What my friend gave me that day was the very essence of what to say when there is nothing to say: Love.

Love is all there is. It can speak volumes without an audible syllable. It can be felt in a quiet room where words aren’t welcome. It might be simplistic, but love is all that can break through the hard shell of pain and fear after a parent has heard the dreadful phrase, “Your child has cancer.”

Let me say again, there are no magic words that instantly soothe, but here are some things that resonated with me when Kylie was first diagnosed:

  1. An expression of regret – “I’m sorry. This really stinks.”
  2. A profession of love and friendship. How do you say that? Um… “I love you.” For those uncomfortable with the ever-personal “I,” you can always lean on the family crutch for support and say, “We love you guys.”
  3. Presence. “I’m here.” There are few positives in having a child with cancer, but one is that your calls rarely go to voicemail. Availability can be sensed. I knew very little in those traumatic first weeks, but I knew who was there for me, and I called on them when needed.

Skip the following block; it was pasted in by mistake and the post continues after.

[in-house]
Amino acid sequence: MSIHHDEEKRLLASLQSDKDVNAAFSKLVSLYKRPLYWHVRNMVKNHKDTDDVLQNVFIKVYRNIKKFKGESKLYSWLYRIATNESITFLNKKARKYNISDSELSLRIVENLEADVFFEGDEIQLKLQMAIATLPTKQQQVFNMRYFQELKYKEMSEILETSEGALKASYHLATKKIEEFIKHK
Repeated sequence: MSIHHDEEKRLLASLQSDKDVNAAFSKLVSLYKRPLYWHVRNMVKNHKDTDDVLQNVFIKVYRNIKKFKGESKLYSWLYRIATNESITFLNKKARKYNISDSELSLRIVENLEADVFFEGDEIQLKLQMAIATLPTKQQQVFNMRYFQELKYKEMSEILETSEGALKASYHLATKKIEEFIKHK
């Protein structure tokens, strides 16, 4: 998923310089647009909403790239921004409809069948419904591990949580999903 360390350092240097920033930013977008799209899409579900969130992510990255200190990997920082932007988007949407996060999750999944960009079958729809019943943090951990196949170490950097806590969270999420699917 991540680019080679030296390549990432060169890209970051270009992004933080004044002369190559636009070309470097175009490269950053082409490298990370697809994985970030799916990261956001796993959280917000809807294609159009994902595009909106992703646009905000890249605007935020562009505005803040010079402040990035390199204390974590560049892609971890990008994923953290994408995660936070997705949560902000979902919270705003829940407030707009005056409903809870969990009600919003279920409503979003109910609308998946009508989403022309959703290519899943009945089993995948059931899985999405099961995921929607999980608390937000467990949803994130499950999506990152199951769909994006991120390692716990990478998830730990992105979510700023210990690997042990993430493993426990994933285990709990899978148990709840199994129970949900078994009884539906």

4. A promise of endurance. There is a long road ahead of a newly diagnosed family. Like anything, many people with good intentions begin the fight full of fervor, but life gets in the way. A promise such as, “I am here today, tomorrow, and in six months” means a lot when given sincerely.
  5. A specific offer of assistance. Sometimes, this isn’t even verbal. If you see a need, meet it.
    • We once came home to find a huge painted pot full of yellow flowers on our porch.
    • Sometimes our lawn just got mowed.
    • A woman who bakes incredible cookies would stash dozens in our mailbox without a word.
    • Friends organized meal calendars, ballet rides, and school carpools for our other daughters.

This is the action side of love. Love does! Love molds unique talents into lavish gifts. Doing love doesn’t have to be grandiose or expensive and is often best when anonymous.